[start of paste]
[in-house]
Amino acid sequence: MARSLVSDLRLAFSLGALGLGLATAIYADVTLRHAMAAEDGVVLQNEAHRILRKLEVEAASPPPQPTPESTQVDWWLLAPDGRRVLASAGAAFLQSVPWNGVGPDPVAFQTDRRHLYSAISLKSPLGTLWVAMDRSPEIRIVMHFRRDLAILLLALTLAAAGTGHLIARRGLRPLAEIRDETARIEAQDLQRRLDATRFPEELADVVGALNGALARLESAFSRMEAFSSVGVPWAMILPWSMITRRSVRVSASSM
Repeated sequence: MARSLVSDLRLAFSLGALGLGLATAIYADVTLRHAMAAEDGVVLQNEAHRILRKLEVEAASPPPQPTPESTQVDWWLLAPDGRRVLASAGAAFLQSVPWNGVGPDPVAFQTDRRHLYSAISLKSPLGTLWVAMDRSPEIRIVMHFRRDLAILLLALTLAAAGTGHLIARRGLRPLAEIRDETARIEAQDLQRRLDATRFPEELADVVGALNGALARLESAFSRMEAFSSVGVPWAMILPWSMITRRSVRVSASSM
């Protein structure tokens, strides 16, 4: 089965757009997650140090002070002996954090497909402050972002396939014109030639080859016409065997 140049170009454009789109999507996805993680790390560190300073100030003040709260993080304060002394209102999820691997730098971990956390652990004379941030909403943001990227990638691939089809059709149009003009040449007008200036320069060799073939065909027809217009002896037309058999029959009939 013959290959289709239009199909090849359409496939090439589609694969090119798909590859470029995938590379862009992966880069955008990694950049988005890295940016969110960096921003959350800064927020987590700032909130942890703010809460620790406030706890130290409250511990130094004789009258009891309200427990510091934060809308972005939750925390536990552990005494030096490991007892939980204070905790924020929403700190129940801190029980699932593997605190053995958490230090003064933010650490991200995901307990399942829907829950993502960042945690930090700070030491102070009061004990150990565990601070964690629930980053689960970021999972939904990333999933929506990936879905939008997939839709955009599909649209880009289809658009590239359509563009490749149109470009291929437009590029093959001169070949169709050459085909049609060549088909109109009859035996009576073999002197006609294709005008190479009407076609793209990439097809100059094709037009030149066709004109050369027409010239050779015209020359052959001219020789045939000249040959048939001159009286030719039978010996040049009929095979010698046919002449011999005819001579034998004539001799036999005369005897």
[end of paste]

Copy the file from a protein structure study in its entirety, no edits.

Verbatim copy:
[in-house]
Amino acid sequence: MARSLVSDLRLAFSLGALGLGLATAIYADVTLRHAMAAEDGVVLQNEAHRILRKLEVEAASPPPQPTPESTQVDWWLLAPDGRRVLASAGAAFLQSVPWNGVGPDPVAFQTDRRHLYSAISLKSPLGTLWVAMDRSPEIRIVMHFRRDLAILLLALTLAAAGTGHLIARRGLRPLAEIRDETARIEAQDLQRRLDATRFPEELADVVGALNGALARLESAFSRMEAFSSVGVPWAMILPWSMITRRSVRVSASSM
Repeated sequence: MARSLVSDLRLAFSLGALGLGLATAIYADVTLRHAMAAEDGVVLQNEAHRILRKLEVEAASPPPQPTPESTQVDWWLLAPDGRRVLASAGAAFLQSVPWNGVGPDPVAFQTDRRHLYSAISLKSPLGTLWVAMDRSPEIRIVMHFRRDLAILLLALTLAAAGTGHLIARRGLRPLAEIRDETARIEAQDLQRRLDATRFPEELADVVGALNGALARLESAFSRMEAFSSVGVPWAMILPWSMITRRSVRVSASSM
């Protein structure tokens, strides 16, 4: 089965757009997650140090002070002996954090497909402050972002396939014109030639080859016409065997 140049170009454009789109999507996805993680790390560190300073100030003040709260993080304060002394209102999820691997730098971990956390652990004379941030909403943001990227990638691939089809059709149009003009040449007008200036320069060799073939065909027809217009002896037309058999029959009939 013959290959289709239009199909090849359409496939090439589609694969090119798909590859470029995938590379862009992966880069955008990694950049988005890295940016969110960096921003959350800064927020987590700032909130942890703010809460620790406030706890130290409250511990130094004789009258009891309200427990510091934060809308972005939750925390536990552990005494030096490991007892939980204070905790924020929403700190129940801190029980699932593997605190053995958490230090003064933010650490991200995901307990399942829907829950993502960042945690930090700070030491102070009061004990150990565990601070964690629930980053689960970021999972939904990333999933929506990936879905939008997939839709955009599909649209880009289809658009590239359509563009490749149109470009291929437009590029093959001169070949169709050459085909049609060549088909109109009859035996009576073999002197006609294709005008190479009407076609793209990439097809100059094709037009030149066709004109050369027409010239050779015209020359052959001219020789045939000249040959048939001159009286030719039978010996040049009929095979010698046919002449011999005819001579034998004539001799036999005369005897």